How many times have you visited a hotel and turned up the heat or air conditioning just because you could? It’s not your house and you’re not paying the bill. If you have to stay away from home, you might as well be comfortable, right?
This scenario happens a lot and the data backs it up. In fact, hotels consume an enormous amount of energy; 50 percent more than similar sized residential buildings, despite having only about a 65 percent occupancy rate on average.
Key drivers of the energy management trend
Because of this, and rising electricity costs – many hotels, especially mid-range properties, are rightfully focusing their attention to energy management to save money and reap a return on investment.
However, on the other end of the spectrum, there are other issues driving the trend. For luxury properties, the focus is much more on guest satisfaction, rather than simply saving money. Guests at luxury hotels have higher expectations, and for many, energy management has become a social motivator. Often, these consumers make “green” choices at home, so they value an “eco-friendly” hotel. Another component driving the trend is the increased adoption of “smart home” technologies. If consumers can turn down their home’s lights or thermostat with a flick of their smartphone, they expect to be able to do the same when they travel.
Attributed to these motivators, we’re seeing hotels all across the spectrum adopting smart energy management solutions, but it can be costly to retrofit old systems and downtime is often not an option. That’s why it’s important to be discerning when choosing systems. Hoteliers should look for modern, wireless solutions that pay for themselves. In addition, as no one knows what the industry’s problems will be in five or ten years, it’s crucial to invest in a scalable system that upgrades itself to address the problems of the future.
When effectively balanced, hotels can deliver top-notch service, please today’s eco-conscious customer and reap the benefits of a smaller carbon footprint. They key to that balance? Control.
Finding your balance
Traditionally, it has been up to the guest to shut off their lights and turn their AC to the optimal temperature. With effective, modern technology, hotels – and guests – can supervise and implement eco-friendly efforts with little more than the tap of a tablet – incredibly easy for staff, perfectly unnoticeable for guests.
With the advent of the “Internet of Things” (IoT), hotels can leverage technology that tracks temperature, room occupancy and more from any web based device and adjust as needed in real time. This translates into a huge win for properties. Due to IoT, energy controls, like thermostats and sensors that have typically been commoditized are now interconnected with other systems and provide valuable data back to the hotelier.
Armed with this data, hoteliers can make the shifts that save massive amount of energy and money. If hotel staff sees a block of rooms that are unoccupied with the AC turned up, IoT solutions enable them to turn the cooling off with the flick of a tablet. They can also save time and resources. For example, IoT solutions enable hotels to maintain systems without costly service calls, empower staff to diagnose and correct potential problems remotely, and minimize any disruptions to the guest without engineers scrambling to run from room-to-room.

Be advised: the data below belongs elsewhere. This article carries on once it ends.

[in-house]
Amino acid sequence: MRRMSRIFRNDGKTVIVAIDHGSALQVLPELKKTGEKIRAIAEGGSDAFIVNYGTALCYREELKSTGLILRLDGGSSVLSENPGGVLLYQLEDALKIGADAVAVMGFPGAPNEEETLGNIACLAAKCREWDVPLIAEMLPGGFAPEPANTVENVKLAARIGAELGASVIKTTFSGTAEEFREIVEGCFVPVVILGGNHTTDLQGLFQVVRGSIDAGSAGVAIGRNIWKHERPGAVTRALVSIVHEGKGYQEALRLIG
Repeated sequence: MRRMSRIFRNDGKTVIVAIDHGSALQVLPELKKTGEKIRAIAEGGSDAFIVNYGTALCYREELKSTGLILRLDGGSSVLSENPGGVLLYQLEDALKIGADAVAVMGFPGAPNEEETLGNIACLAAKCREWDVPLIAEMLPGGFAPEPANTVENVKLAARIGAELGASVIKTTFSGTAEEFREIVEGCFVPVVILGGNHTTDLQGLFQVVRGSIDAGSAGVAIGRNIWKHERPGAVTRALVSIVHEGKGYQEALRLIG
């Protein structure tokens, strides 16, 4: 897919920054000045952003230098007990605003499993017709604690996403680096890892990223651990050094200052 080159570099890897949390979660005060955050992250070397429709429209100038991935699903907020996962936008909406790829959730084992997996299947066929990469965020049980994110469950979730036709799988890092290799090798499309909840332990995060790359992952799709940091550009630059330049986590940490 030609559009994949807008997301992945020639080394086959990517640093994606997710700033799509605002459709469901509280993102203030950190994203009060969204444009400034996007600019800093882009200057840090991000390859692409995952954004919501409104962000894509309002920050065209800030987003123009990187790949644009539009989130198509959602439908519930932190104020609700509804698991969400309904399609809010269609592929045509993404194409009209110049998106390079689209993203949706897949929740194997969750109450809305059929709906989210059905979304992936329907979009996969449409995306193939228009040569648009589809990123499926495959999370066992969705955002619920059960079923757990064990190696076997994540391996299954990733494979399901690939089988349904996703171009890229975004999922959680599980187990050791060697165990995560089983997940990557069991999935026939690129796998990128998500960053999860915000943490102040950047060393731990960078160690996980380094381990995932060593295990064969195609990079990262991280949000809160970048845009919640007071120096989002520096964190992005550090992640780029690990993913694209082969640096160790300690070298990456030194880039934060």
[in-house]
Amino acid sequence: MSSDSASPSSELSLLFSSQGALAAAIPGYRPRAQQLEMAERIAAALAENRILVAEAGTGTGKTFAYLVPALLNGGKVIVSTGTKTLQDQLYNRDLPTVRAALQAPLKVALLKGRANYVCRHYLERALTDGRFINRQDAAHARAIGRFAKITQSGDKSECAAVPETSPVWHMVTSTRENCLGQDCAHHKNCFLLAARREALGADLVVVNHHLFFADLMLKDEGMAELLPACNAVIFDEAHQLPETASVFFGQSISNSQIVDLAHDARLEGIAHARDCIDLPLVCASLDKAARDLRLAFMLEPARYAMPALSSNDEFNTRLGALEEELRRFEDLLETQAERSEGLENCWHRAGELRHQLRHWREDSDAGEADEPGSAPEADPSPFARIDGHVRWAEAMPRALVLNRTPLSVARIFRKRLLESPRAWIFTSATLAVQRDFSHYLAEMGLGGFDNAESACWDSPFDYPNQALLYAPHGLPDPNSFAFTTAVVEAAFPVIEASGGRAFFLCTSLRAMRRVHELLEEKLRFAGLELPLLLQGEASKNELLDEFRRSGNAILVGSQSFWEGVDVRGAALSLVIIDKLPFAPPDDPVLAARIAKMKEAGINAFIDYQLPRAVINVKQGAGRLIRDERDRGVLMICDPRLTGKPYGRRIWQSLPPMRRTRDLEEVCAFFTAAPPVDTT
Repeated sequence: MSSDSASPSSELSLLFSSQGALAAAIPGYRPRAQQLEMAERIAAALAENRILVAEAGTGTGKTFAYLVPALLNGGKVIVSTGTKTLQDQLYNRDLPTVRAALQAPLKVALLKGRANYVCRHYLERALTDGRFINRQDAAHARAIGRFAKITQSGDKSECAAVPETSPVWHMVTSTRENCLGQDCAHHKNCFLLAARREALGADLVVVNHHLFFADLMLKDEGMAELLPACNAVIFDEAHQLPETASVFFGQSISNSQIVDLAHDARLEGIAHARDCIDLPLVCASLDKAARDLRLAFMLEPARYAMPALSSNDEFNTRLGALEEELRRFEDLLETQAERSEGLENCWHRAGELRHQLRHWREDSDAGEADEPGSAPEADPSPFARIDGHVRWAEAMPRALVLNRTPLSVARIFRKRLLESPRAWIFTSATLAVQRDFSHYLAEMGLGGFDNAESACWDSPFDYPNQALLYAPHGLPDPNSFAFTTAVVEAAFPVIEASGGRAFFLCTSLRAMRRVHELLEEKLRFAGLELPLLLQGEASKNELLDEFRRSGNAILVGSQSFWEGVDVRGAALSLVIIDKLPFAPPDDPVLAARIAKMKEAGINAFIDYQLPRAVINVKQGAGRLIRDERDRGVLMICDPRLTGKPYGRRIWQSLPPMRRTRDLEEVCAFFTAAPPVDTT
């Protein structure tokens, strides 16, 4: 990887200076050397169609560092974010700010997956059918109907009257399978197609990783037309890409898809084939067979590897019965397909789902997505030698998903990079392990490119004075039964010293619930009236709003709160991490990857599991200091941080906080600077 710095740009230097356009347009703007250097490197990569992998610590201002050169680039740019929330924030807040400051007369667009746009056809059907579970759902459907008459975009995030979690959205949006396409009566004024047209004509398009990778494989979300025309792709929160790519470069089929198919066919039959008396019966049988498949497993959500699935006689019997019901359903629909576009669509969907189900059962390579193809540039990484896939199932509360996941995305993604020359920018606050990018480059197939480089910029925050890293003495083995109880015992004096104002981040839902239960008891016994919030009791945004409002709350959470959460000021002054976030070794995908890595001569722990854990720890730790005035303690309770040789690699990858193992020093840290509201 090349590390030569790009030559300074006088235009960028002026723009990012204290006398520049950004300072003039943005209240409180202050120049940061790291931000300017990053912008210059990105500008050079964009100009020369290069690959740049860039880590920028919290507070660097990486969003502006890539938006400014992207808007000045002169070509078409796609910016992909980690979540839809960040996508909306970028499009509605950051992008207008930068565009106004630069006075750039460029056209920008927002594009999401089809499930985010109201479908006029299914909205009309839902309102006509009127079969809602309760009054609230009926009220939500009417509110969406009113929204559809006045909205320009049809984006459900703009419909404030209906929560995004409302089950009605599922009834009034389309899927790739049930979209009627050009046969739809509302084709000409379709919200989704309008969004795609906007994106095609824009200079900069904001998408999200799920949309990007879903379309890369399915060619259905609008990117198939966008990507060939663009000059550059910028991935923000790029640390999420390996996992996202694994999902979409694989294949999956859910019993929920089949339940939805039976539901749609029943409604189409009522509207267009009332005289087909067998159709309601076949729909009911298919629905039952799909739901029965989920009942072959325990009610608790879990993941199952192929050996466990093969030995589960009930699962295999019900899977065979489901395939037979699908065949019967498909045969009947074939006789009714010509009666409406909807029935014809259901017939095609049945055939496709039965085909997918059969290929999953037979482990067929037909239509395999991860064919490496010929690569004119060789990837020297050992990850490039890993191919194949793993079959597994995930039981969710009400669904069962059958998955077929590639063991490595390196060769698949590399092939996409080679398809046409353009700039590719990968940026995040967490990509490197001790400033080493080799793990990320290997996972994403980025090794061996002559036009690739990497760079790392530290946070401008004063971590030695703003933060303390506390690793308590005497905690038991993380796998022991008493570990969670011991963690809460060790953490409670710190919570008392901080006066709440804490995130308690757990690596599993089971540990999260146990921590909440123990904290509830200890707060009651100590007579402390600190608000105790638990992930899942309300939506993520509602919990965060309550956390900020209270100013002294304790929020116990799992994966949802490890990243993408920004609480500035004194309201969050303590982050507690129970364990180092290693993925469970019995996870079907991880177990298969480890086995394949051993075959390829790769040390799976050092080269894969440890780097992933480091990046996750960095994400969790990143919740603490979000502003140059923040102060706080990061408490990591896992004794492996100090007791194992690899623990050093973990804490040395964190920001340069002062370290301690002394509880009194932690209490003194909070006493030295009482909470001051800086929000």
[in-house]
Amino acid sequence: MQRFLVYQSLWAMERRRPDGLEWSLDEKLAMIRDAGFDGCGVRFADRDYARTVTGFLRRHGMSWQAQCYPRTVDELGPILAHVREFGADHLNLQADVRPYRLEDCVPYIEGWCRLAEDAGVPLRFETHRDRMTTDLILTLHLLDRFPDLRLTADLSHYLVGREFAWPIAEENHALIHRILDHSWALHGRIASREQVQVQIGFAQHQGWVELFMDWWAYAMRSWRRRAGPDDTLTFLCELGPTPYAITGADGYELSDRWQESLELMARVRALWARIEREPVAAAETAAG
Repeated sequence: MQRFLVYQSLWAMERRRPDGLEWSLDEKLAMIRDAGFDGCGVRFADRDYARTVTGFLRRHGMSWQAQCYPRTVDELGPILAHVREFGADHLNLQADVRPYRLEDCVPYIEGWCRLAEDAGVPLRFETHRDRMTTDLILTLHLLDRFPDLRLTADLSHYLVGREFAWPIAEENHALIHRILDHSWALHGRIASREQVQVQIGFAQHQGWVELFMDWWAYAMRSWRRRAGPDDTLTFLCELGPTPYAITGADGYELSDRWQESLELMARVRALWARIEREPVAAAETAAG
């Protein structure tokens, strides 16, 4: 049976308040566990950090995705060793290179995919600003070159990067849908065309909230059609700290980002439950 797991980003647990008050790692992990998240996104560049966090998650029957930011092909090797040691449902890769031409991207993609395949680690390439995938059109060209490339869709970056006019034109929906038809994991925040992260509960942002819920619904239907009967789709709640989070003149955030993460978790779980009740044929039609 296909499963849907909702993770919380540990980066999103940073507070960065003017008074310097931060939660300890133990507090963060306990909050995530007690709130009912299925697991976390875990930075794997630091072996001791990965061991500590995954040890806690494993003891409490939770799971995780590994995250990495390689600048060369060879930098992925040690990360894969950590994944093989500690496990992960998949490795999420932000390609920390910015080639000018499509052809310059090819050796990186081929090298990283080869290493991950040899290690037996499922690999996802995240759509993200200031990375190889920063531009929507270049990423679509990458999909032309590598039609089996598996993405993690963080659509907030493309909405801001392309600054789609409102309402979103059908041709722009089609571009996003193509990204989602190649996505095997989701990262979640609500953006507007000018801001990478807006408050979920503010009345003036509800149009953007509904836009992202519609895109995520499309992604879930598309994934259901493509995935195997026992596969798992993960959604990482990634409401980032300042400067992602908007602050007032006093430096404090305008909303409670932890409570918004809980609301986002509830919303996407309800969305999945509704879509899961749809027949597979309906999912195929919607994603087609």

This means that hotels can be completely in charge of their own energy – and financial – output without compromising any part of a guest’s experience. It’s the technology that makes this all happen, however. Left to guest monitoring, new light bulbs or thermostats won’t translate into remarkable ROIs on their own.
Also, the trend of Bring Your Own Device (BYOD) adds a layer of precision for energy management from both the guest and hotelier perspective. With BYOD devices, control of the in-room environment is in the guest’s hands. BYOD allows the guest to download an application on their personal mobile device and control their room for the duration of their stay. This can be systematically driven with integration into the property management system or manually entered via the front desk.
LEEDing the way to guest satisfaction
The idea of eco-friendly hotels is not exactly new, but one that is rapidly spreading. Given the notoriety that tends to follow them, LEED certifications from the U.S. Green Building Council, the nationally accepted benchmark for the design, construction and operation of high performance green buildings, have become a hot commodity for hotels.
It is no surprise that LEED certification helps cut operating costs for hotels, but recent studies also suggest that LEED improves RevPAR. According to Cornell’s Center for Hospitality Research, LEED-certified hotels obtain superior financial performance compared to their non-certified competitors for at least the first two years after certification.
Achieving LEED certification not only saves dollars, but also makes a favorable impression on environmentally-conscious customers. According to a 2012 TripAdvisor survey, almost 60% of travelers make eco-friendly choices when booking hotels and 50% say they are willing to pay more for an environmentally friendly location.
For hoteliers interested in securing LEED certification, the technologies described above make it easier to tackle.
It is clear that the ‘green’ trend for hotels is here to stay and new energy management technology is making it happen. For hoteliers this is an opportunity not only to save money but also to foster the kind of attention to detail that breeds customer loyalty.
About the author
Chris Pieper is the Senior Director, Marketing, Strategy and Sales Operations at Evolve Controls. He is a resourceful, strategic, and passionate business executive specializing in business development, marketing, financial analysis & modeling, and IoT technologies.